Claim / Fame and Unearth : they mainly reanimate Hedron Crab , which is our best mill spell by a long shot; but, though we can mill Hedron Crab with Mesmeric Orb , non-interactive decks don't kill our Hedron Crab s and against interactives ones the risk of having non-functional hands with Claim / Fame or Unearth and no Hedron Crab makes it not worth it. In the sidelines, they bring back a Snapcaster Mage for a big spell or a Jace's Phantasm .
Mission Briefing : since surveil is so much bad in a deck playing Mesmeric Orb , one of our stronger mill cards, Mission Briefing is either a Snapcaster Mage debased by lesser defensive capabilities or a super-situational Trapmaker's Snare when it copies an Archive Trap for 0 - and you don't want to play neither to begin with. As with Snapcaster Mage and Jace, Vryn's Prodigy , the flexibility does not make up for the inefficiency.
I will consider only palatable cards for a UB build; potential splashing is to be appropriately integrated.
Mystic Sanctuary : it grants you the spell you need on the following turn without turning up with card disadvantage (unlike Noxious Revival ), it works bad with Mesmeric Orb unless you fetch it after the triggers. Overall, its a super conditional Sheldock Isle without the card advantage granted by the latter, so much that we are not really interested.
Oboro, Palace in the Clouds : it is wonderful with Hedron Crab when not drawing lands, and can give double when needed (if not playing other lands). It is of no use in decks with so many lands that they are guaranteed to make all of their land drops till late in game. Excellent at getting revolt for Fatal Push . Like most of the following cards it is good against Choke .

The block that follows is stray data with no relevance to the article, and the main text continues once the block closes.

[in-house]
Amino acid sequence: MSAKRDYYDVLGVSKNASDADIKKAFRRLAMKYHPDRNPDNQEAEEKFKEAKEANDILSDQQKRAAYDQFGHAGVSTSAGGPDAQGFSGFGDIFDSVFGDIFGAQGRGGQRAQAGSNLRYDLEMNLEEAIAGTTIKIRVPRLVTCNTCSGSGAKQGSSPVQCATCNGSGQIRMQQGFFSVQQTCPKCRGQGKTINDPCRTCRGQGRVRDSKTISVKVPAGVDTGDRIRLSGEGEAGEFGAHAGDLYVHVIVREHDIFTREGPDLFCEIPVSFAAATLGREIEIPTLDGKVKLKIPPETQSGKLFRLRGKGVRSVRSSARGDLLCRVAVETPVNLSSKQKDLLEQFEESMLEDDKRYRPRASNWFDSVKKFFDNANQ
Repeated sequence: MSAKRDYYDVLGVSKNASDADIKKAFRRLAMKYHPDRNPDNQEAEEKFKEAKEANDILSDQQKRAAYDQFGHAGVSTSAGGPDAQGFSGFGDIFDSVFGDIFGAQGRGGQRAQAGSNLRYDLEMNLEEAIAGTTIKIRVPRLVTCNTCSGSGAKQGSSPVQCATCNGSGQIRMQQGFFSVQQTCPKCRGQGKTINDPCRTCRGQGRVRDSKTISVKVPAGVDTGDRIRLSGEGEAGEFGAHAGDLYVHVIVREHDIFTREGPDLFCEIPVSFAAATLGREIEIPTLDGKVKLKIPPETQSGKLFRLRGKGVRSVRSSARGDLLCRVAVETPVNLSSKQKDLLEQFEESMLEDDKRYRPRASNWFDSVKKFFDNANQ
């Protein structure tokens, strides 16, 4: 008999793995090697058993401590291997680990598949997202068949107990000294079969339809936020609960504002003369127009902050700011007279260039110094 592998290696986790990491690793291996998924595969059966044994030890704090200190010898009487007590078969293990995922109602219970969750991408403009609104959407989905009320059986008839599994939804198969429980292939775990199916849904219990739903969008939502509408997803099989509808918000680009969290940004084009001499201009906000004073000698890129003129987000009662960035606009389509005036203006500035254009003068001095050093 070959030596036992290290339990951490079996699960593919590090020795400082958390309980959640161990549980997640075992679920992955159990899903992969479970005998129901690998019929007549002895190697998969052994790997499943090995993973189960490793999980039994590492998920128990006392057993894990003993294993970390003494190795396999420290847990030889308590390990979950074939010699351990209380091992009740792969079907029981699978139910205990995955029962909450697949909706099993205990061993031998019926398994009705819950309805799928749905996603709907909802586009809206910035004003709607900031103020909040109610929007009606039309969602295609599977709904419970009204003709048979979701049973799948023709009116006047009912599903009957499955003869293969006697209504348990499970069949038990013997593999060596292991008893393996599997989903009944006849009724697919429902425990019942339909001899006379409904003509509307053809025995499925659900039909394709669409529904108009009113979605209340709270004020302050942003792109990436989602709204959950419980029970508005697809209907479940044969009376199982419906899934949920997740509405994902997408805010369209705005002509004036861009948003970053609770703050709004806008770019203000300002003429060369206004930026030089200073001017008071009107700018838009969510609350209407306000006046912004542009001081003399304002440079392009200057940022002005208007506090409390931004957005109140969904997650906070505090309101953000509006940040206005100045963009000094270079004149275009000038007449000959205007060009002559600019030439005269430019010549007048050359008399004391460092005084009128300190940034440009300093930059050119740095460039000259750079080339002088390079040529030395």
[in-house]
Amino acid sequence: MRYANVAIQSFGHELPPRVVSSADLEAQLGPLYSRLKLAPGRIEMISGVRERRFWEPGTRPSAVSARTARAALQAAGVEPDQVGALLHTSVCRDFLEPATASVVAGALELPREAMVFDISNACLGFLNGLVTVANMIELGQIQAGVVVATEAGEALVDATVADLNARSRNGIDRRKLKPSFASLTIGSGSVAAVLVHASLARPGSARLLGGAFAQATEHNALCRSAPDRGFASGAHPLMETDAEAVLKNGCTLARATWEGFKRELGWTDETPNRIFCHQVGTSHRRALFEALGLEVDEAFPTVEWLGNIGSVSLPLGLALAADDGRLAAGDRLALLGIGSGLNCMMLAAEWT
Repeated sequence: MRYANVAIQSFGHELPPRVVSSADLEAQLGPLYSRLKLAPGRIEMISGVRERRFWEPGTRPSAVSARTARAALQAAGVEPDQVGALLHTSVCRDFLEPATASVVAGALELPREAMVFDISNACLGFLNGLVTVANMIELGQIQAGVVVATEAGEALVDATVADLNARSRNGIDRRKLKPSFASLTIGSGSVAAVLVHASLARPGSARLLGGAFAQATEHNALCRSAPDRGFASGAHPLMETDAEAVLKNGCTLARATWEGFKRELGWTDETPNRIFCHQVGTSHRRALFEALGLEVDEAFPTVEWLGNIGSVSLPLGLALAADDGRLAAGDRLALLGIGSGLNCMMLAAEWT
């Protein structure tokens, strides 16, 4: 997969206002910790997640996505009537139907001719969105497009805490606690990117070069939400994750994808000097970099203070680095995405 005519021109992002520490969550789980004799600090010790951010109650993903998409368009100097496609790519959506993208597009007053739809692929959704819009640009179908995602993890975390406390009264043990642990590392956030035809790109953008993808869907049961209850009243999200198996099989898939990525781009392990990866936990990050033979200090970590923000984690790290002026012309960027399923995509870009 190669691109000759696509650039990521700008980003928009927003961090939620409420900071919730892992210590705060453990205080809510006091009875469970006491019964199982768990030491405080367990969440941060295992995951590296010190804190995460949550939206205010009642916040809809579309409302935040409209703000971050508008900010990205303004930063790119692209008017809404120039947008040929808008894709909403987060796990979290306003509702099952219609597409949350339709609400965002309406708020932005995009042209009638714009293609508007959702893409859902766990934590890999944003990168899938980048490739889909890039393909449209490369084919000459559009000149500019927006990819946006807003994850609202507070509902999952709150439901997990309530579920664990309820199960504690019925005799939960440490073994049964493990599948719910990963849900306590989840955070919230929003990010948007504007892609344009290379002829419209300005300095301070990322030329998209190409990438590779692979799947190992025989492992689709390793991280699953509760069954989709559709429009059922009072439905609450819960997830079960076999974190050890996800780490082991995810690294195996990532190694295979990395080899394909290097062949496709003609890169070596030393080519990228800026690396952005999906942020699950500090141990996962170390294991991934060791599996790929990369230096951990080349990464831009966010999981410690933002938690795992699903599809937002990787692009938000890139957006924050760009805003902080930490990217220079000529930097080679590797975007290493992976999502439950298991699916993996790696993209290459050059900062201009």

Urborg, Tomb of Yawgmoth : even more than Oboro, Palace in the Clouds , it is good to squeeze colored mana out of Field of Ruins in fast games and fixing mana occasionally in general. Nonetheless, just like Oboro, Palace in the Clouds it is paradoxically good when playing few lands (as with many lands you have more choices), but then you'll have more pressing priorities like playing enough basic lands.
Sunken Ruins : later in the game it is an untapped double land. But with the full commitment to Field of Ruins and Shelldock Isle it gets very bad. The same consideration made for River of Tears apply here, with the relevant extra of fixing colors (1) from Island / Shelldock Isle for an early Glimpse the Unthinkable / Breaking / Entering / Mind Funeral + Darkness , or (2) from Swamp in order to activate Shelldock Isle (colored mana is highly stressed even lategame). This is of great help when you naturally draw the wrong lands or if you need to fetch for basics more than you would in order to be conservative with your life points. It actually saves more than a single life point over the course of a typical game.
Darkslick Shores : very strong in the early game, I suggest not play more than 1 because the second copy is ugly (you want fetches early in any case for Hedron Crab s). And if you have too many fetchlands in the deck - since you could find yourself fetching in the very first turn, which is not ideal because later fetches have less targets (and permit fewer choices) and because fetches are meant to feed Hedron Crab s. You should play it if you are not playing Crypt Incursion , Darkness or Fraying Sanity since in such case we want to make full use of our mana from turn 1 to turn 5; and we should already feature Shelldock Isle as a surely tapped land on later turns.
Sunken Hollow : good with fetches both for taking it or for playing it untapped; but we can't afford too many lands that can't cast a turn 1 Hedron Crab against fast decks.
Drowed Catacombs: like Sunken Hollow it is good with fetches since they let you play it untapped; but again we can't afford too many lands that can't cast a turn 1 Hedron Crab against fast decks.
Port Town : no Mill deck can play that many basics: it will always come into play tapped.